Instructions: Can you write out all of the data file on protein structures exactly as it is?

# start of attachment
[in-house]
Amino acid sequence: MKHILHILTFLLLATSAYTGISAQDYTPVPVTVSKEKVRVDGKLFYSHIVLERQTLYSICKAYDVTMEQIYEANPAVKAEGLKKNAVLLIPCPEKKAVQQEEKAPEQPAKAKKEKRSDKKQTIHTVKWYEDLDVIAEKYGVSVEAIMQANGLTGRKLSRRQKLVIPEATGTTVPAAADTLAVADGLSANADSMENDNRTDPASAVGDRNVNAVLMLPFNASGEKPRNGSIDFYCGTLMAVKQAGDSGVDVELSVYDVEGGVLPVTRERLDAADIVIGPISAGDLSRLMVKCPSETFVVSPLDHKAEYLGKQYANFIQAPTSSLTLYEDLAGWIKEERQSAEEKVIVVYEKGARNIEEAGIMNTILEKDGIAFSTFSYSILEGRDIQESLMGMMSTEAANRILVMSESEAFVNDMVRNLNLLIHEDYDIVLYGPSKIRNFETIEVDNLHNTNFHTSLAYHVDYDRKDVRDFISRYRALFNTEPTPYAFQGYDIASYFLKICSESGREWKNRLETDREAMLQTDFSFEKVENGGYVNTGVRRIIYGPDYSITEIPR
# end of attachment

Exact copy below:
[in-house]
Amino acid sequence: MKHILHILTFLLLATSAYTGISAQDYTPVPVTVSKEKVRVDGKLFYSHIVLERQTLYSICKAYDVTMEQIYEANPAVKAEGLKKNAVLLIPCPEKKAVQQEEKAPEQPAKAKKEKRSDKKQTIHTVKWYEDLDVIAEKYGVSVEAIMQANGLTGRKLSRRQKLVIPEATGTTVPAAADTLAVADGLSANADSMENDNRTDPASAVGDRNVNAVLMLPFNASGEKPRNGSIDFYCGTLMAVKQAGDSGVDVELSVYDVEGGVLPVTRERLDAADIVIGPISAGDLSRLMVKCPSETFVVSPLDHKAEYLGKQYANFIQAPTSSLTLYEDLAGWIKEERQSAEEKVIVVYEKGARNIEEAGIMNTILEKDGIAFSTFSYSILEGRDIQESLMGMMSTEAANRILVMSESEAFVNDMVRNLNLLIHEDYDIVLYGPSKIRNFETIEVDNLHNTNFHTSLAYHVDYDRKDVRDFISRYRALFNTEPTPYAFQGYDIASYFLKICSESGREWKNRLETDREAMLQTDFSFEKVENGGYVNTGVRRIIYGPDYSITEIPR